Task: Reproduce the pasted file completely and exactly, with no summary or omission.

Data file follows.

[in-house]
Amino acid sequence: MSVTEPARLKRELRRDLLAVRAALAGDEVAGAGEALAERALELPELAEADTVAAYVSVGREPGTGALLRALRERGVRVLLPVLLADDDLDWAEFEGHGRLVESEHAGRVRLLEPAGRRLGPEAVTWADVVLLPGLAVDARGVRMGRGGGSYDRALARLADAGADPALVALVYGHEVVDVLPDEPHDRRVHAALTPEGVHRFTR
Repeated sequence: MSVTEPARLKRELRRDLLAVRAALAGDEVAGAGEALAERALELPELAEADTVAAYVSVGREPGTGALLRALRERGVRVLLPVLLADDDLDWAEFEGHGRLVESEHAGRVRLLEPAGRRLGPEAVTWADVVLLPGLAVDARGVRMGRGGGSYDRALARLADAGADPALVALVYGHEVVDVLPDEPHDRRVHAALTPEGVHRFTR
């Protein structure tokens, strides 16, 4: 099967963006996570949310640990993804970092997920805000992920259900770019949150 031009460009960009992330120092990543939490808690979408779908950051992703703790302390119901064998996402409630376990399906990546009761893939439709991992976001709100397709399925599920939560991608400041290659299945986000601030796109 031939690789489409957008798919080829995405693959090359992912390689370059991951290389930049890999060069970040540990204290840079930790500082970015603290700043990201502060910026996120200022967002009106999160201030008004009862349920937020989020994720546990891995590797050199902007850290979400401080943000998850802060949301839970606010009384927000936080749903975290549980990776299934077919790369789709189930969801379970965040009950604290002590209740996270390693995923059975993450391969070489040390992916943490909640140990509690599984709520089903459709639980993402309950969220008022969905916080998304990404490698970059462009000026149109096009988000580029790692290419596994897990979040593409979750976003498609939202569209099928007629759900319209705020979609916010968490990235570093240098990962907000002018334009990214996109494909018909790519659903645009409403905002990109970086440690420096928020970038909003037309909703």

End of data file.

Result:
[in-house]
Amino acid sequence: MSVTEPARLKRELRRDLLAVRAALAGDEVAGAGEALAERALELPELAEADTVAAYVSVGREPGTGALLRALRERGVRVLLPVLLADDDLDWAEFEGHGRLVESEHAGRVRLLEPAGRRLGPEAVTWADVVLLPGLAVDARGVRMGRGGGSYDRALARLADAGADPALVALVYGHEVVDVLPDEPHDRRVHAALTPEGVHRFTR
Repeated sequence: MSVTEPARLKRELRRDLLAVRAALAGDEVAGAGEALAERALELPELAEADTVAAYVSVGREPGTGALLRALRERGVRVLLPVLLADDDLDWAEFEGHGRLVESEHAGRVRLLEPAGRRLGPEAVTWADVVLLPGLAVDARGVRMGRGGGSYDRALARLADAGADPALVALVYGHEVVDVLPDEPHDRRVHAALTPEGVHRFTR
């Protein structure tokens, strides 16, 4: 099967963006996570949310640990993804970092997920805000992920259900770019949150 031009460009960009992330120092990543939490808690979408779908950051992703703790302390119901064998996402409630376990399906990546009761893939439709991992976001709100397709399925599920939560991608400041290659299945986000601030796109 031939690789489409957008798919080829995405693959090359992912390689370059991951290389930049890999060069970040540990204290840079930790500082970015603290700043990201502060910026996120200022967002009106999160201030008004009862349920937020989020994720546990891995590797050199902007850290979400401080943000998850802060949301839970606010009384927000936080749903975290549980990776299934077919790369789709189930969801379970965040009950604290002590209740996270390693995923059975993450391969070489040390992916943490909640140990509690599984709520089903459709639980993402309950969220008022969905916080998304990404490698970059462009000026149109096009988000580029790692290419596994897990979040593409979750976003498609939202569209099928007629759900319209705020979609916010968490990235570093240098990962907000002018334009990214996109494909018909790519659903645009409403905002990109970086440690420096928020970038909003037309909703």